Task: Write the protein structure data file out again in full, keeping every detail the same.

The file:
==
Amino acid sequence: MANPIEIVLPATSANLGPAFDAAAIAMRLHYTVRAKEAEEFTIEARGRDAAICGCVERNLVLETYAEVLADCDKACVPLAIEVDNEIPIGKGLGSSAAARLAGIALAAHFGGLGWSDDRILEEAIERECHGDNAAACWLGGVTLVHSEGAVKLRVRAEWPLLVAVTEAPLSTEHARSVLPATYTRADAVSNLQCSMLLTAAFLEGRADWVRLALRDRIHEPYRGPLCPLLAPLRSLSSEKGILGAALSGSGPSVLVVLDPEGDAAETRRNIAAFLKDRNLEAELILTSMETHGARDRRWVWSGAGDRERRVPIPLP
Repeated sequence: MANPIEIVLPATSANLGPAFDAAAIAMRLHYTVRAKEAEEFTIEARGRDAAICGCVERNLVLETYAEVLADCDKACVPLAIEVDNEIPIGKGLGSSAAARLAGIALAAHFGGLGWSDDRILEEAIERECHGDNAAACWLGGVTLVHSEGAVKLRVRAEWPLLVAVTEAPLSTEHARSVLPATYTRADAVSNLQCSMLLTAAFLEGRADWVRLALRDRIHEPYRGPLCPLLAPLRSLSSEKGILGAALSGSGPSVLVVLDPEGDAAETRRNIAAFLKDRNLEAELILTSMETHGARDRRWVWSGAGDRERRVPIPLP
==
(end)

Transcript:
Amino acid sequence: MANPIEIVLPATSANLGPAFDAAAIAMRLHYTVRAKEAEEFTIEARGRDAAICGCVERNLVLETYAEVLADCDKACVPLAIEVDNEIPIGKGLGSSAAARLAGIALAAHFGGLGWSDDRILEEAIERECHGDNAAACWLGGVTLVHSEGAVKLRVRAEWPLLVAVTEAPLSTEHARSVLPATYTRADAVSNLQCSMLLTAAFLEGRADWVRLALRDRIHEPYRGPLCPLLAPLRSLSSEKGILGAALSGSGPSVLVVLDPEGDAAETRRNIAAFLKDRNLEAELILTSMETHGARDRRWVWSGAGDRERRVPIPLP
Repeated sequence: MANPIEIVLPATSANLGPAFDAAAIAMRLHYTVRAKEAEEFTIEARGRDAAICGCVERNLVLETYAEVLADCDKACVPLAIEVDNEIPIGKGLGSSAAARLAGIALAAHFGGLGWSDDRILEEAIERECHGDNAAACWLGGVTLVHSEGAVKLRVRAEWPLLVAVTEAPLSTEHARSVLPATYTRADAVSNLQCSMLLTAAFLEGRADWVRLALRDRIHEPYRGPLCPLLAPLRSLSSEKGILGAALSGSGPSVLVVLDPEGDAAETRRNIAAFLKDRNLEAELILTSMETHGARDRRWVWSGAGDRERRVPIPLP